I’ll be working this January 26 and here’s why

January 26 is not a day I wish to celebrate. For me, it represents the beginning of the destruction of thousands of years of culture, tradition and heritage. This opinion can be quite divisive. I think it helps to look at the history of the day and reflect on what we could be doing to more appropriately, acknowledge and celebrate what it means to live and work in Australia.

The concept of ‘Australia Day’ has been around for 85 years but was only made a public holiday in 1994. Before 1935, the states and territories celebrated on different days and used different terminology such as ‘Founders Day’, ‘Proclamation Day’ and ‘Anniversary Day’.

January 26 represents the day that Captain Arthur Phillip raised the Union Jack flag in Sydney Cove, officially symbolising the beginning of British colonisation of Australia.

The date of January 26 was selected after years of petitioning from the Australian Natives Association – a group of white men born in Australia. While they were progressive in many ways and lobbied for women’s and worker’s rights and using Aboriginal place names, they also were very much in support of the White Australia Policy – a policy that effectively stopped all non-European immigration into the country and that contributed to the development of a racially insulated white society.

The Australia Day Council describes the day as:

“Australia Day, 26 January, is the day to reflect on what it means to be Australian, to celebrate contemporary Australia and to acknowledge our history.”

For many people, this date is not one for celebration as it signifies the beginning of dispossession, disease epidemics, frontier violence, destruction of culture, exploitation, abuse, separation of families and subjection to policies of extreme social control. While the date celebrates our British history, many feel it excludes and marginalises Aboriginal and Torres Strait Islander people who are still suffering from the intergenerational trauma caused by colonisation.

Protests around the day go back as far as 1938, when 100 Aboriginal and Torres Strait Islander people came from across Australia to march in Sydney and petition instead for a ‘Day of mourning’. The name ‘Invasion Day’ gained national prominence during the 1988 protests, and the first ‘Survival Day’ concert was held in 1992. Both Invasion Day and Survival Day are terms frequently used by Aboriginal and Torres Strait Islander people.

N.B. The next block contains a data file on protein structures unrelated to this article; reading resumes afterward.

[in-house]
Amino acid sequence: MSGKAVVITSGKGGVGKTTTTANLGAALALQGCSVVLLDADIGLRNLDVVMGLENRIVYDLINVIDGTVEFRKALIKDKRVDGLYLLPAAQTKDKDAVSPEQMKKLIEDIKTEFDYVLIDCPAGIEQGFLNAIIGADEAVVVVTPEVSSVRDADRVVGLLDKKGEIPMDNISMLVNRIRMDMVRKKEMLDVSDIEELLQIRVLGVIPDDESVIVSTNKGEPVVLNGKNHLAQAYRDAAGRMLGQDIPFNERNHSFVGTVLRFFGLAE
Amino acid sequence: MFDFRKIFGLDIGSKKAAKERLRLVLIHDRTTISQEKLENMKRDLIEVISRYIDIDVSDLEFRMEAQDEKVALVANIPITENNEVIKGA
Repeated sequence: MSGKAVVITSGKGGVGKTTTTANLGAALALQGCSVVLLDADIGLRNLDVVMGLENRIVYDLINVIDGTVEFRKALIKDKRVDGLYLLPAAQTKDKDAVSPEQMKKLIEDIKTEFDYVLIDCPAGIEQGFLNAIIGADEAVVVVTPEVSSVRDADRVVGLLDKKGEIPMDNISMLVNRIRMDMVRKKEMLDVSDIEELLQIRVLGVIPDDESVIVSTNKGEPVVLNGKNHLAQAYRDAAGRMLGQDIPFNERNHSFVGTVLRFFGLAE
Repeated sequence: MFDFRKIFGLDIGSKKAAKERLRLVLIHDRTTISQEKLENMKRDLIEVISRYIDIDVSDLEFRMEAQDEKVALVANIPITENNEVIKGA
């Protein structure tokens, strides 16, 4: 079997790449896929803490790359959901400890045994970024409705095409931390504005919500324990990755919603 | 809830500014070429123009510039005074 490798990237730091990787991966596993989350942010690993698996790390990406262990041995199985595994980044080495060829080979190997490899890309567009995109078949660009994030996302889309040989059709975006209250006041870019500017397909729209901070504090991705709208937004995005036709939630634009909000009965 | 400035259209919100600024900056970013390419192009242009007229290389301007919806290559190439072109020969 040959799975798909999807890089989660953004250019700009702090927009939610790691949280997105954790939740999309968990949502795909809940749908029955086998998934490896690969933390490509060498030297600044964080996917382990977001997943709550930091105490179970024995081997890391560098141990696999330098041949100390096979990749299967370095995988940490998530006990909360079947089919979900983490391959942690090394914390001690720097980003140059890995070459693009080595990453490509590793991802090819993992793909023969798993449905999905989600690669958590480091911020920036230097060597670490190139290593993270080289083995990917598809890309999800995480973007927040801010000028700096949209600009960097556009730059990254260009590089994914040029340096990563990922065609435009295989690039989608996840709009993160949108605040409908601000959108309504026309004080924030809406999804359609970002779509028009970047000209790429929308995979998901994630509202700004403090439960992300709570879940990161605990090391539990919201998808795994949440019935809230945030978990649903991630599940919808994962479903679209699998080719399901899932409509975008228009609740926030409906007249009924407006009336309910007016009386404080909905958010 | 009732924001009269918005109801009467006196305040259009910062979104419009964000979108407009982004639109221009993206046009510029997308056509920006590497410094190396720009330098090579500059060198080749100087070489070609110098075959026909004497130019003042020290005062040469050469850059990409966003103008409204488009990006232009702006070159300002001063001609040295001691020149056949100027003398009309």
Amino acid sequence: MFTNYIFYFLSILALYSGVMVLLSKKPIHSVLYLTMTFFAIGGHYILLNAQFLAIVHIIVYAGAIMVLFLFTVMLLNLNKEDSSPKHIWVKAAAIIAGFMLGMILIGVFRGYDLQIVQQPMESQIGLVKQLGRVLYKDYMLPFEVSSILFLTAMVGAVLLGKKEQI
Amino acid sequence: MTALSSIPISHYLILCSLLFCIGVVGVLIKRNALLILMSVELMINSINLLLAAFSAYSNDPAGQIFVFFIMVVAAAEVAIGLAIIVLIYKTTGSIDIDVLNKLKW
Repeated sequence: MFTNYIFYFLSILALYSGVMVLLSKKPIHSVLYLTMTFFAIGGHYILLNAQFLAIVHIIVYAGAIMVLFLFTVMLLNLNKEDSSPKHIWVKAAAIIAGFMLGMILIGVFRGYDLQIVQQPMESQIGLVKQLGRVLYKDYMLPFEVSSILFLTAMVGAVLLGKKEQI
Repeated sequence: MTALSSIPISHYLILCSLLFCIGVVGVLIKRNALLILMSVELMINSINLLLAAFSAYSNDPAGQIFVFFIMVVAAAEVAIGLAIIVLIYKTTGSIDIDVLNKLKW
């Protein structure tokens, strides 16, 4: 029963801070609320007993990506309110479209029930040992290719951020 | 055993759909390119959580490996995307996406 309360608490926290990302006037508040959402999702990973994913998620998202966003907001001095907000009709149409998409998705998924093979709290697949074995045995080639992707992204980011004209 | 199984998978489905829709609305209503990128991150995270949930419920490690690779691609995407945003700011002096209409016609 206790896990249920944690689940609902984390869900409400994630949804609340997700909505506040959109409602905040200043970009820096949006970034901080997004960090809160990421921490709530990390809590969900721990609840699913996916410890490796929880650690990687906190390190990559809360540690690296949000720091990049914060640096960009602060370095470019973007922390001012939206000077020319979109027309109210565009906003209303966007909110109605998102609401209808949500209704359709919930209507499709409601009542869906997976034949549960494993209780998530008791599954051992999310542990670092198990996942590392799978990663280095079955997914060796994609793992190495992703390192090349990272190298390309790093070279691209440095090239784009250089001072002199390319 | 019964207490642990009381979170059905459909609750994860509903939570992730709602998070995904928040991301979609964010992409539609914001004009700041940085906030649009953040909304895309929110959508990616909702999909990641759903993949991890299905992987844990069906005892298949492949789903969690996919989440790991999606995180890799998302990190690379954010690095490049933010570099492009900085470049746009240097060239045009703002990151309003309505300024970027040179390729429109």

The ‘change the date’ campaign has gained much prominence in the past few years with organisations, communities and individuals taking their own action. There are many public rallies or events that focus on recognising and supporting Indigenous culture and history which people can attend in support of Aboriginal and Torres Strait Islander people.

On New Year’s Eve 2020, Scott Morrison announced the wording of the Australian national anthem had officially changed from “young and free” to “one and free”, in recognition of the tens of thousands of years long history and culture of Aboriginal and Torres Strait Islander people. This may seem like a small change, but the positive impact of symbolic gestures like this shouldn’t be underestimated. If we can change the national anthem to better recognise and celebrate contemporary Australia and acknowledge the full extent of our history, then why not the date of Australia Day?

KPMG is one of a growing number of organisations that have a floating public holiday policy. KPMG people can work on Australia Day and take the time in lieu, to celebrate a cultural or religious day more relevant to their beliefs and traditions.

On January 26 this year, as with previous years, I will be logging on and continuing to work on implementing the commitments in our recently launched Reconciliation Action Plan. For me, this is how I can best acknowledge and celebrate what it means to be Australian, to continue to contribute towards my community and help to bring others along on the journey with me.

What to know more? Here are some additional resources:



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